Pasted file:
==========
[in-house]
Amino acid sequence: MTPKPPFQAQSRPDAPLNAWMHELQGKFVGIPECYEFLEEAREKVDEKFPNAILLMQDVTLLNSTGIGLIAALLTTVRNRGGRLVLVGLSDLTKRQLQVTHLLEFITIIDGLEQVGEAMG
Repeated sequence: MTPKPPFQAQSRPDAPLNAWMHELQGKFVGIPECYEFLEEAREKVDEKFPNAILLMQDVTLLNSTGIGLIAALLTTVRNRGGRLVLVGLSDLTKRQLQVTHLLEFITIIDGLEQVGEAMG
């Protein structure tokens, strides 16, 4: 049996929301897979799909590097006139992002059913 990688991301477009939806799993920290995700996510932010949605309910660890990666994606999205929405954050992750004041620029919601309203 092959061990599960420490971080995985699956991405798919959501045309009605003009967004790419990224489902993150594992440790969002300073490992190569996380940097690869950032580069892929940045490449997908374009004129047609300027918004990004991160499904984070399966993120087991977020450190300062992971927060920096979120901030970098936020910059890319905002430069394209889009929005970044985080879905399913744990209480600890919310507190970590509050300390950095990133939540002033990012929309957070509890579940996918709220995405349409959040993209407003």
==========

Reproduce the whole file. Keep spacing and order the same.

[in-house]
Amino acid sequence: MTPKPPFQAQSRPDAPLNAWMHELQGKFVGIPECYEFLEEAREKVDEKFPNAILLMQDVTLLNSTGIGLIAALLTTVRNRGGRLVLVGLSDLTKRQLQVTHLLEFITIIDGLEQVGEAMG
Repeated sequence: MTPKPPFQAQSRPDAPLNAWMHELQGKFVGIPECYEFLEEAREKVDEKFPNAILLMQDVTLLNSTGIGLIAALLTTVRNRGGRLVLVGLSDLTKRQLQVTHLLEFITIIDGLEQVGEAMG
């Protein structure tokens, strides 16, 4: 049996929301897979799909590097006139992002059913 990688991301477009939806799993920290995700996510932010949605309910660890990666994606999205929405954050992750004041620029919601309203 092959061990599960420490971080995985699956991405798919959501045309009605003009967004790419990224489902993150594992440790969002300073490992190569996380940097690869950032580069892929940045490449997908374009004129047609300027918004990004991160499904984070399966993120087991977020450190300062992971927060920096979120901030970098936020910059890319905002430069394209889009929005970044985080879905399913744990209480600890919310507190970590509050300390950095990133939540002033990012929309957070509890579940996918709220995405349409959040993209407003």